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The Night It Rained | Ūn shab kih bārūn ūmad | اون شب که بارون اومد


The Night It Rained | Ūn shab kih bārūn ūmad | اون شب که بارون اومد

Ūn shab kih bārūn ūmad, translated as The Night It Rained, is also known under the title, The Epic of a Gorgani Villager. Ūn shab kih bārūn ūmad is a short creative documentary movie, directed by Kāmrān Shīrdil in 1968, and inspired by Akira Kurosawa’s Rashomon (1950). The film was banned until 1974, when it was screened at the 3rd Tehran International Film Festival. It won the award for best short film, but it was later banned again. A new version of this film was screened in July 2015 at the 29th edition of the Il Cinema Retroatto film festival in Italy. 

The film is based on the real story of a villager from Gurgān who rescued a train from derailing on a rainy night. Thanks to the headline of the local Kayhān newspaper, he becomes a national hero overnight. The news broke immediately and was met with reactions from other newspapers that in turn covered the story of the Gurgāni villager who saved the lives of two hundred train passengers. But in the meantime, the newspaper Shumāl-i Īrān called it a big lie and a false story exploited by the press.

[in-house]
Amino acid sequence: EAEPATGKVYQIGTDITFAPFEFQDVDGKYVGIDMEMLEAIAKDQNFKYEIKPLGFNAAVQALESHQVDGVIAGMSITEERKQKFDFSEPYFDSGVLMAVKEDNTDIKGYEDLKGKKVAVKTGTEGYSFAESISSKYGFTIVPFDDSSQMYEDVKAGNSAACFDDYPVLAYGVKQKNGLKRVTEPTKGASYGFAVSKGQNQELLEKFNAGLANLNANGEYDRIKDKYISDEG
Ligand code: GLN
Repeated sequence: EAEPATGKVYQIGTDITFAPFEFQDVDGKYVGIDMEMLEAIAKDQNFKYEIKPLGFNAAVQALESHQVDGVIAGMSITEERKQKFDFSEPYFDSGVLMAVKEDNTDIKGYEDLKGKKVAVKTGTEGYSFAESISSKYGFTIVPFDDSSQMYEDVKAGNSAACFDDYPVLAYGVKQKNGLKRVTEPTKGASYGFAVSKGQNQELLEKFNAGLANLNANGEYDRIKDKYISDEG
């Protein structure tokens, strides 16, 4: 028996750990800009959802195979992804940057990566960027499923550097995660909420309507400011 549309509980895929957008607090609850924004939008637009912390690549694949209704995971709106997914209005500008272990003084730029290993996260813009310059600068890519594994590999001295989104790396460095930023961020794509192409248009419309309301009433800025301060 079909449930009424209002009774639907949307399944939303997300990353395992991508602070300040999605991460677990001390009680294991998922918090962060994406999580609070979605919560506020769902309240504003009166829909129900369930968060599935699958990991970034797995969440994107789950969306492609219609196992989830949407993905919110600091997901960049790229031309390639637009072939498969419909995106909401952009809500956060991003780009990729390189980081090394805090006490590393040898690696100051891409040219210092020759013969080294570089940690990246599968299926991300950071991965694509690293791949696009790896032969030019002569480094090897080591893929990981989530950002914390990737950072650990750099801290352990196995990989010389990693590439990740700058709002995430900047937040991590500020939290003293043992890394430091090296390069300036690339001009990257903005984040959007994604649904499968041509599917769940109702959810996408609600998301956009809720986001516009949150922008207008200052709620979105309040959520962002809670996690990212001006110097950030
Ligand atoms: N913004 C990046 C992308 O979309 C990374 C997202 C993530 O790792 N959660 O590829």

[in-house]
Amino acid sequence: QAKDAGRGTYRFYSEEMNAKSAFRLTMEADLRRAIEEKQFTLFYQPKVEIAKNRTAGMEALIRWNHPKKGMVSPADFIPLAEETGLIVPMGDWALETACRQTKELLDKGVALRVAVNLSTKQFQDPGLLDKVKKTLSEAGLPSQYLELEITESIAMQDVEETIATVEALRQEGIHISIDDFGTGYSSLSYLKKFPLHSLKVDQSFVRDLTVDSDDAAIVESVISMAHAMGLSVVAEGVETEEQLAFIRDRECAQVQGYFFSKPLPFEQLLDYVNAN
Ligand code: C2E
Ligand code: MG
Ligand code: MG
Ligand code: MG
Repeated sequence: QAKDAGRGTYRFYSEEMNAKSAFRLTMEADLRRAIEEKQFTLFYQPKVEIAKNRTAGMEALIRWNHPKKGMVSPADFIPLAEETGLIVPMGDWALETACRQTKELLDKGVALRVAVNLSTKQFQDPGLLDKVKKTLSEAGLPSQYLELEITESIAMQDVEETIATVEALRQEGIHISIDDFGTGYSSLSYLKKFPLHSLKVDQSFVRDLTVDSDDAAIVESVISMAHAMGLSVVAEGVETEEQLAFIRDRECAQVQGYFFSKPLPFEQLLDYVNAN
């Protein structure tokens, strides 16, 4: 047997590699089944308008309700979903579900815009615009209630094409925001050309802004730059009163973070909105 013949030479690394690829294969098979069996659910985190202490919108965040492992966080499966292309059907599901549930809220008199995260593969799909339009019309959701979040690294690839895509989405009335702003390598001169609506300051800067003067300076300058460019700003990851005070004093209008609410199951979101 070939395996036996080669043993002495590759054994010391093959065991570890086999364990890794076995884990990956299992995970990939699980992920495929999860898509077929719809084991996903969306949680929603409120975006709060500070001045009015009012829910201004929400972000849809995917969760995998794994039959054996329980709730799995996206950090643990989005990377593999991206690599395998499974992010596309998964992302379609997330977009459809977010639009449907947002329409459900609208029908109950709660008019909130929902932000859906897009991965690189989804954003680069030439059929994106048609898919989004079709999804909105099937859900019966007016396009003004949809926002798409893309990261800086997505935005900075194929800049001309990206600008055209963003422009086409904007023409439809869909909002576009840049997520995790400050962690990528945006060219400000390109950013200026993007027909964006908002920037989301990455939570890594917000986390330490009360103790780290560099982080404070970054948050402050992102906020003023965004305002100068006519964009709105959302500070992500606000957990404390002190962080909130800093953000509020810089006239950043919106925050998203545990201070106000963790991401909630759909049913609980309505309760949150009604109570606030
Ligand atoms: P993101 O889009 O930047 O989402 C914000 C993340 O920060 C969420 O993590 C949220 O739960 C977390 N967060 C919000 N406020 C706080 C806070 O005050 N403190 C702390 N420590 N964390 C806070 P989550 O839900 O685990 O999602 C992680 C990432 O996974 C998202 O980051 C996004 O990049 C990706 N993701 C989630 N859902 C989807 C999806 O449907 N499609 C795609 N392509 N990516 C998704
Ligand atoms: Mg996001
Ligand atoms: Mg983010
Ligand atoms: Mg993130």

The form of the film makes it clear that it is not easy to uncover the truth. During his investigation in Lamlang village, Shīrdel warns the public that what the media reported did not completely reflect the truth. As the story progresses, it shows how the truth is hidden. The saying, “Everything is a lie, sir, everything is a lie,” uttered by the train driver, is the film’s motif, representing the failure to learn the truth, and it serves, ultimately, as the epilogue to the film—emphasizing the gap between truth and “truth.” In fact, the director has taken a step back here, challenging the concepts of documentary cinema in terms of interpreting reality and generally influencing viewers’ perceptions of the truth. Ūn shab kih bārūn ūmad is thus a modern and progressive work among the documentaries of the 1960s. Not only is it Shīrdel’s masterpiece, but it also retains its freshness. Without a doubt, the film is among the best in the history of Iranian cinema.